A bifurcation across investment grade credit
admin | November 16, 2018
This document is intended for institutional investors and is not subject to all of the independence and disclosure standards applicable to debt research reports prepared for retail investors.
Investment grade credit spreads have jumped wider, led by an under-performance of ‘BBB’ rated debt. After hitting historical tights early this year, the level of spreads are back to those of late 2016 to early 2017. The momentum of the move clearly caught some investors off-sides, and there could be moderate follow-through in coming weeks. A bifurcation across ratings categories is already evident and could increase, as ‘BBB’ rated entities with heavy debt loads and lower growth opportunities absorb the brunt of the sell-off.
A sharp move wider
The investment grade corporate credit universe is now roughly one-half ‘BBB’-rated debt. The liquid investment grade universe – bonds with a minimum issue size of $500 million and at least three years to maturity – mimic the broader market as illustrated by the breakdown of the liquid investment grade market across ratings categories (shown in Exhibit 1).
Exhibit 1: IG credit spreads by Moody’s rating category
Source: BlackRock iShares, Bloomberg, Amherst Pierpont Securities; Note: Indices are constructed from bonds in as represented in the BlackRock iShares exchange traded fund LQD. Market values are based on par amounts in the LQD index and are as of close 11/15/2016. The credit spread is calculated as the market value weighted spread to the Treasury curve, or g-spread. The yield and maturity are also market value weighted averages. Complete inclusion criteria for the LQD index is available on the iShares website. There are also some cash and money market holdings in LQD which is why the index weights don’t sum to 100%.
A small subset of bonds in the index are rated high yield by Moodys, but those typically retain investment grade ratings from either S&P or Fitch. Not surprisingly, the market is ahead of the ratings agencies, and those bonds straddling investment grade and high yield have materially wider spreads – 230 bp on average versus 173 bp for Baa. A recent history of the credit spreads across ratings categories (shown in Exhibits 2 and 3) indicates that although all ratings categories have experienced spread widening on a nominal basis this year, there has been an acceleration in the gap between A-rated and Baa-rated debt over the last few weeks.
Exhibit 2: One-year history of credit spreads across ratings categories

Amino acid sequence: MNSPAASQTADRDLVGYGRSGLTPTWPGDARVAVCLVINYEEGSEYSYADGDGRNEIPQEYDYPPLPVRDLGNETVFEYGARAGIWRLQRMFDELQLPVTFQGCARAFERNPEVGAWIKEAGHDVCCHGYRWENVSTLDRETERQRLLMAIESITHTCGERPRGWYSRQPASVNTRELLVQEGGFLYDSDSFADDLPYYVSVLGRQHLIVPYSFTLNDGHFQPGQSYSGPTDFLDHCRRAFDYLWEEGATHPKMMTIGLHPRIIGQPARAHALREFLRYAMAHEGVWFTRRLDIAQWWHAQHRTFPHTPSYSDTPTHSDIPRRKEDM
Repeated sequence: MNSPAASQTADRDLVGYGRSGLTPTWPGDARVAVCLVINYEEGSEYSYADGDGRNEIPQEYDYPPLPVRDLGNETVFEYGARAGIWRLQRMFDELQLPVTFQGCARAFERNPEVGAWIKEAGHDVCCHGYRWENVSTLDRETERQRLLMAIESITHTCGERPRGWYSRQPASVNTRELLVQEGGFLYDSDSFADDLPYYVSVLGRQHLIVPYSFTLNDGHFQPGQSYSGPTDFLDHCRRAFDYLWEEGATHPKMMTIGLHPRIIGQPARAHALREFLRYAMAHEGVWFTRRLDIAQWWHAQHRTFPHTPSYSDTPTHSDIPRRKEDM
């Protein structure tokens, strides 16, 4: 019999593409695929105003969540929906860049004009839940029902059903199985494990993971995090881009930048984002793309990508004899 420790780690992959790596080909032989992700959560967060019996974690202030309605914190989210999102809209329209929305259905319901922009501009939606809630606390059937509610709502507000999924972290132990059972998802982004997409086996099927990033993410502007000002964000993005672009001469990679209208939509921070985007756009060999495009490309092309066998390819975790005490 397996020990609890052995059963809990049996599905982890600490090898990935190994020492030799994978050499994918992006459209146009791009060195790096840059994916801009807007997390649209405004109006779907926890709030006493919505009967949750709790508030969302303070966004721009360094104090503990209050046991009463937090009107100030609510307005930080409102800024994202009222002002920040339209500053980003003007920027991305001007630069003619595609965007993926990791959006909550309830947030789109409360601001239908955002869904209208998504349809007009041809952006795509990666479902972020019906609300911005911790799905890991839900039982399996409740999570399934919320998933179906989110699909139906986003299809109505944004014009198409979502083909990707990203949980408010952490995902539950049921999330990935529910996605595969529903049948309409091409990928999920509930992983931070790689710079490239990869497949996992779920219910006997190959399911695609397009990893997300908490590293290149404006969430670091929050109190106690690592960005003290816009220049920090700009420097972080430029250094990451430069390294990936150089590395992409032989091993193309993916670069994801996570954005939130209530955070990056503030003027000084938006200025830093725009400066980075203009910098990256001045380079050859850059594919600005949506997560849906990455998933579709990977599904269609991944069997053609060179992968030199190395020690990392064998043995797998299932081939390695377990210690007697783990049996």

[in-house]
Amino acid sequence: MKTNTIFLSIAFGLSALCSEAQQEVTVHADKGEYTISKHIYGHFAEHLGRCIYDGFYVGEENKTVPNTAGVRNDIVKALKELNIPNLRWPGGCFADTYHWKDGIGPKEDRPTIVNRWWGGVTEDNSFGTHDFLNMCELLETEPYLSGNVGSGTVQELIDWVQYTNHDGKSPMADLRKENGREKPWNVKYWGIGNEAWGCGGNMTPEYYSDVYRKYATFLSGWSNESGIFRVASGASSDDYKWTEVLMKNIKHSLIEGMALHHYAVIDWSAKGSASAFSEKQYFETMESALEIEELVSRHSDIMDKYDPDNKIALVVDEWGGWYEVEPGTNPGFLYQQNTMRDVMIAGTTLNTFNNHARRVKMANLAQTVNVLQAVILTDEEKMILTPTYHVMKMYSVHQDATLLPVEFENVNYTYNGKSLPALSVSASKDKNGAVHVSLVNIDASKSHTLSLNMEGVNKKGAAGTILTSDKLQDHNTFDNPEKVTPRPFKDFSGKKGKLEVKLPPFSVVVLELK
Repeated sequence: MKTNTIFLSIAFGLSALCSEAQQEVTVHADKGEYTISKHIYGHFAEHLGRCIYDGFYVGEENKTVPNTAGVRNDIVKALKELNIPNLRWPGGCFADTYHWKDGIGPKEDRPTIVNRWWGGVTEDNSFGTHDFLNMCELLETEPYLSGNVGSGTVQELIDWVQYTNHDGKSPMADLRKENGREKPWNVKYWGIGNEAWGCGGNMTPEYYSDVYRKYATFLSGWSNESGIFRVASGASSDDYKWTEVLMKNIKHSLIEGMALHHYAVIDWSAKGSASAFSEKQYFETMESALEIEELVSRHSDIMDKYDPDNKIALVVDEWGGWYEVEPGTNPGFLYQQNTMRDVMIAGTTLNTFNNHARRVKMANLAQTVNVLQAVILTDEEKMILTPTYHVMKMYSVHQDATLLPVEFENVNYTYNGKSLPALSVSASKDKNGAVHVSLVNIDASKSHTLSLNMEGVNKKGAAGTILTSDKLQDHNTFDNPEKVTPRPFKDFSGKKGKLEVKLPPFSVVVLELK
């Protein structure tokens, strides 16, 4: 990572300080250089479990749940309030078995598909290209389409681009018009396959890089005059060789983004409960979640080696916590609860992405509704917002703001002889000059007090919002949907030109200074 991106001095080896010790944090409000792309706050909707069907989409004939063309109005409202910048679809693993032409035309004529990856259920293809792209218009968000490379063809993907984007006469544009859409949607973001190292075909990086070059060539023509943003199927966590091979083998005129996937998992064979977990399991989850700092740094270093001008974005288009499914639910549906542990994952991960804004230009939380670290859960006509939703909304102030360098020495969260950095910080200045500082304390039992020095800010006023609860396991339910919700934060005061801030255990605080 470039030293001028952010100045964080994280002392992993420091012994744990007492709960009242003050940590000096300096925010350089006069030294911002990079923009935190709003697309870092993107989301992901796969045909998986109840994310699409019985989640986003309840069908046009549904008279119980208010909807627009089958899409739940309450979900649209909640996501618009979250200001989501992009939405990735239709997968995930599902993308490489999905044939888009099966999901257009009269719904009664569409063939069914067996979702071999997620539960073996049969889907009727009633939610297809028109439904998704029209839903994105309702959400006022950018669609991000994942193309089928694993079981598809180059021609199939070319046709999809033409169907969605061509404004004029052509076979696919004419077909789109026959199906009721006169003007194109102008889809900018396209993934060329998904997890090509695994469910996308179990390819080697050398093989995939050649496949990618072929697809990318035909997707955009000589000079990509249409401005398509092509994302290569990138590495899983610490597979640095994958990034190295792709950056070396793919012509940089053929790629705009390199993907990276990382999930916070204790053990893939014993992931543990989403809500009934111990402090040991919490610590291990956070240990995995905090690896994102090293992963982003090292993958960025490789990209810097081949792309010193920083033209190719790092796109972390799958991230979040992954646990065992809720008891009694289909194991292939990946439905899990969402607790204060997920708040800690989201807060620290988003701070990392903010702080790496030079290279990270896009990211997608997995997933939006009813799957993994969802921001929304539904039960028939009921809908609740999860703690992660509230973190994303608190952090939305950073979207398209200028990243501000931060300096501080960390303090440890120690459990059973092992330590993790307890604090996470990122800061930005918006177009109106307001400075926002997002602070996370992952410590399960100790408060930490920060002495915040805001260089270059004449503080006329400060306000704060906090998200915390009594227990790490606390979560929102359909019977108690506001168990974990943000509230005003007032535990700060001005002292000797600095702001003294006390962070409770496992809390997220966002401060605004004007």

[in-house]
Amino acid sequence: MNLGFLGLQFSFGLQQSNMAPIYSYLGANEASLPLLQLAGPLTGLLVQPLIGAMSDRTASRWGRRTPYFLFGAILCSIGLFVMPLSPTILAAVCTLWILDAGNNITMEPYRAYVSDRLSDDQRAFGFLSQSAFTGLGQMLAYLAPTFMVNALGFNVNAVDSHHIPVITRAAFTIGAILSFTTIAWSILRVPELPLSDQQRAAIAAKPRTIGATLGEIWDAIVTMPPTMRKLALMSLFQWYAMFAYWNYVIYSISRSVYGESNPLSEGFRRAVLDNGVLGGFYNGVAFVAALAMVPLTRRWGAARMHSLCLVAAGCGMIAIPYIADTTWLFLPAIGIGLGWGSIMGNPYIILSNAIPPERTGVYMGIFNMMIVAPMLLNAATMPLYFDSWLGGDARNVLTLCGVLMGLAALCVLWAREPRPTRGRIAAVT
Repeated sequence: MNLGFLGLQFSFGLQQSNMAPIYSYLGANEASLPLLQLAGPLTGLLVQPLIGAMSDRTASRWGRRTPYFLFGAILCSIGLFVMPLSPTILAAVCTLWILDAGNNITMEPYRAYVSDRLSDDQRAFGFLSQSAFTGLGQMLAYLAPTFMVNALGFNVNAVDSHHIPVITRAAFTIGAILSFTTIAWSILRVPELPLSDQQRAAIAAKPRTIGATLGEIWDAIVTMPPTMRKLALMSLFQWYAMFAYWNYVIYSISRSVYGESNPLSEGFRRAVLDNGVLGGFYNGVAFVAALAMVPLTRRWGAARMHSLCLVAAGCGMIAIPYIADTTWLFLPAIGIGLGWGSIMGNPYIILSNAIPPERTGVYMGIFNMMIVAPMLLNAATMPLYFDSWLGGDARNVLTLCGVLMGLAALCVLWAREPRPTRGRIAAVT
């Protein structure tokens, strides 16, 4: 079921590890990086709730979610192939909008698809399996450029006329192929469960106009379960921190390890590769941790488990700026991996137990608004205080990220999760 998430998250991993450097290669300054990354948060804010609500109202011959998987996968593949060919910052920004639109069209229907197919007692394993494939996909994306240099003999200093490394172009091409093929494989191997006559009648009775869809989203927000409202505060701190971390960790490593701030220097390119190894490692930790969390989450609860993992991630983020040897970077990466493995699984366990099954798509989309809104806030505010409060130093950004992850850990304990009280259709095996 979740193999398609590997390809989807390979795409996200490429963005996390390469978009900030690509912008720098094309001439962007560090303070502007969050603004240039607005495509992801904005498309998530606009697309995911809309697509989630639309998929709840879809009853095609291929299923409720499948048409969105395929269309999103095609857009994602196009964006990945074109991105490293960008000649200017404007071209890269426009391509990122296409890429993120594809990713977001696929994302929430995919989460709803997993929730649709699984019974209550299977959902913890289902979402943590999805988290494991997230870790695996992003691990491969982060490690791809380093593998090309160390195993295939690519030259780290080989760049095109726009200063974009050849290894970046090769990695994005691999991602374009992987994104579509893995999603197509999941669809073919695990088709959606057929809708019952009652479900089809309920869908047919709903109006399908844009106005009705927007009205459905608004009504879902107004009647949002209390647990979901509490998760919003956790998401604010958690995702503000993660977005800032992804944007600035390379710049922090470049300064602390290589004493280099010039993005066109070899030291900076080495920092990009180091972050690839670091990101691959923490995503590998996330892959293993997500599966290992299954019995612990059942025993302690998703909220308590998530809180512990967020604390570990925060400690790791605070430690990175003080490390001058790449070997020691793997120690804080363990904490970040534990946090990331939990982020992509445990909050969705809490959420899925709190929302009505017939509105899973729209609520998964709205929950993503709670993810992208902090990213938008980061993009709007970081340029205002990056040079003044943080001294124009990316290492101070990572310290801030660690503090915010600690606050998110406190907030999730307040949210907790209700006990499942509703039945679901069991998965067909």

Source: BlackRock iShares, Bloomberg, Amherst Pierpont Securities. Note: Credit indices are constructed from bonds in the LQD index, as a market value weighted average of the g-spread from Bloomberg. Any bond with less than 90 days of spread history is not used.
The sharp move wider in recent days is consistent across ratings categories, but the difference in Aa and A-rated bonds has not changed; the widening in Baa-rated debt has been quite sharp.
Exhibit 3: One-year history of credit spread changes between ratings categories
Source: BlackRock iShares, Bloomberg, Amherst Pierpont Securities.
Leverage and momentum
The push wider over the last several weeks – exacerbated over the last few days – was punctuated by weakness in two heavily indebted Baa names: Ford and GE. This has led to some contagion risk across other highly levered names which face structural business challenges and are struggling to reduce their debt loads. None of this volatility is based on current economic weakness. There are legitimate fears that there could be a waterfall of downgrades from investment grade to high yield should the economy stumble into a recession, but this does not appear to be an imminent danger. High levels of leverage leave any balance sheet with less room to maneuver. For now, many highly leveraged companies hope to earn their way out of the problem and reduce leverage through profitability. Slowing growth could force companies instead to reduce share buybacks or cut dividends in order to deleverage. Debt spreads may continue to widen until the market sees clear evidence that management is willing to put debtholders ahead of shareholders.
Momentum is not a trivial force in the markets, and the re-pricing of credit may broaden to other vulnerable Baa names. Over time larger spread gaps could develop between names and rating categories as investors discriminate among the idiosyncratic risks embedded in particular corporations and business models.
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